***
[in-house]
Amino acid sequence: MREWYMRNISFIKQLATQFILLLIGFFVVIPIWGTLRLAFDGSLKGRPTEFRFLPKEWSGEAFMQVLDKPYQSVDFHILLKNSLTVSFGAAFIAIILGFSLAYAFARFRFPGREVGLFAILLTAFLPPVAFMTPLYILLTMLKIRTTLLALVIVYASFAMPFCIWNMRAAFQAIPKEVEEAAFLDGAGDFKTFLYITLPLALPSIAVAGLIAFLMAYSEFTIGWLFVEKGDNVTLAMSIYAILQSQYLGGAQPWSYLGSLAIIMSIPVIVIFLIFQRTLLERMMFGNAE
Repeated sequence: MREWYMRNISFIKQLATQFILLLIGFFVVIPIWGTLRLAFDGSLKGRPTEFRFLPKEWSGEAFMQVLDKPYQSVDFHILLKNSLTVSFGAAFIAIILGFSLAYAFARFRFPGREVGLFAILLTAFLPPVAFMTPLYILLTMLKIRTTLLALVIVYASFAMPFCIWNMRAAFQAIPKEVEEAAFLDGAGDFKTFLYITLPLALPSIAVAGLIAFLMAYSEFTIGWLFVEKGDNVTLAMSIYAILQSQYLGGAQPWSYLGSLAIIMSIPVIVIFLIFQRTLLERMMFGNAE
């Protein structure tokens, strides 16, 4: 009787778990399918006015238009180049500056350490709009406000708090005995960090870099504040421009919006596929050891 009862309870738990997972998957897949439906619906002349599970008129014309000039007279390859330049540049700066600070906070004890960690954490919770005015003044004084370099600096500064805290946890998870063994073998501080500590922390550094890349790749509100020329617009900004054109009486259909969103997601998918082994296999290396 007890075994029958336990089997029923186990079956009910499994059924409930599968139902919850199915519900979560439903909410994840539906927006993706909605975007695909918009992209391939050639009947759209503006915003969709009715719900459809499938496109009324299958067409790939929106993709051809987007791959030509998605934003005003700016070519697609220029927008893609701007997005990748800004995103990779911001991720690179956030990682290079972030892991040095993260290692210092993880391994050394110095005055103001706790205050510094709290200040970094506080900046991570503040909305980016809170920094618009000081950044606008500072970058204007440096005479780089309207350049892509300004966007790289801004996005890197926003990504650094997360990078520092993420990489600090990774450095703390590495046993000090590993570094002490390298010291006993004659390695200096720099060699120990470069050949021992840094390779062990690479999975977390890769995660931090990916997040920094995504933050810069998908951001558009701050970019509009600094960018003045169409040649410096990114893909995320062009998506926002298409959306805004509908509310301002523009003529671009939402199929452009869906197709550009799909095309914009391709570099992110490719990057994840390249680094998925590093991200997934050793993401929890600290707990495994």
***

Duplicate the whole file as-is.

[in-house]
Amino acid sequence: MREWYMRNISFIKQLATQFILLLIGFFVVIPIWGTLRLAFDGSLKGRPTEFRFLPKEWSGEAFMQVLDKPYQSVDFHILLKNSLTVSFGAAFIAIILGFSLAYAFARFRFPGREVGLFAILLTAFLPPVAFMTPLYILLTMLKIRTTLLALVIVYASFAMPFCIWNMRAAFQAIPKEVEEAAFLDGAGDFKTFLYITLPLALPSIAVAGLIAFLMAYSEFTIGWLFVEKGDNVTLAMSIYAILQSQYLGGAQPWSYLGSLAIIMSIPVIVIFLIFQRTLLERMMFGNAE
Repeated sequence: MREWYMRNISFIKQLATQFILLLIGFFVVIPIWGTLRLAFDGSLKGRPTEFRFLPKEWSGEAFMQVLDKPYQSVDFHILLKNSLTVSFGAAFIAIILGFSLAYAFARFRFPGREVGLFAILLTAFLPPVAFMTPLYILLTMLKIRTTLLALVIVYASFAMPFCIWNMRAAFQAIPKEVEEAAFLDGAGDFKTFLYITLPLALPSIAVAGLIAFLMAYSEFTIGWLFVEKGDNVTLAMSIYAILQSQYLGGAQPWSYLGSLAIIMSIPVIVIFLIFQRTLLERMMFGNAE
């Protein structure tokens, strides 16, 4: 009787778990399918006015238009180049500056350490709009406000708090005995960090870099504040421009919006596929050891 009862309870738990997972998957897949439906619906002349599970008129014309000039007279390859330049540049700066600070906070004890960690954490919770005015003044004084370099600096500064805290946890998870063994073998501080500590922390550094890349790749509100020329617009900004054109009486259909969103997601998918082994296999290396 007890075994029958336990089997029923186990079956009910499994059924409930599968139902919850199915519900979560439903909410994840539906927006993706909605975007695909918009992209391939050639009947759209503006915003969709009715719900459809499938496109009324299958067409790939929106993709051809987007791959030509998605934003005003700016070519697609220029927008893609701007997005990748800004995103990779911001991720690179956030990682290079972030892991040095993260290692210092993880391994050394110095005055103001706790205050510094709290200040970094506080900046991570503040909305980016809170920094618009000081950044606008500072970058204007440096005479780089309207350049892509300004966007790289801004996005890197926003990504650094997360990078520092993420990489600090990774450095703390590495046993000090590993570094002490390298010291006993004659390695200096720099060699120990470069050949021992840094390779062990690479999975977390890769995660931090990916997040920094995504933050810069998908951001558009701050970019509009600094960018003045169409040649410096990114893909995320062009998506926002298409959306805004509908509310301002523009003529671009939402199929452009869906197709550009799909095309914009391709570099992110490719990057994840390249680094998925590093991200997934050793993401929890600290707990495994």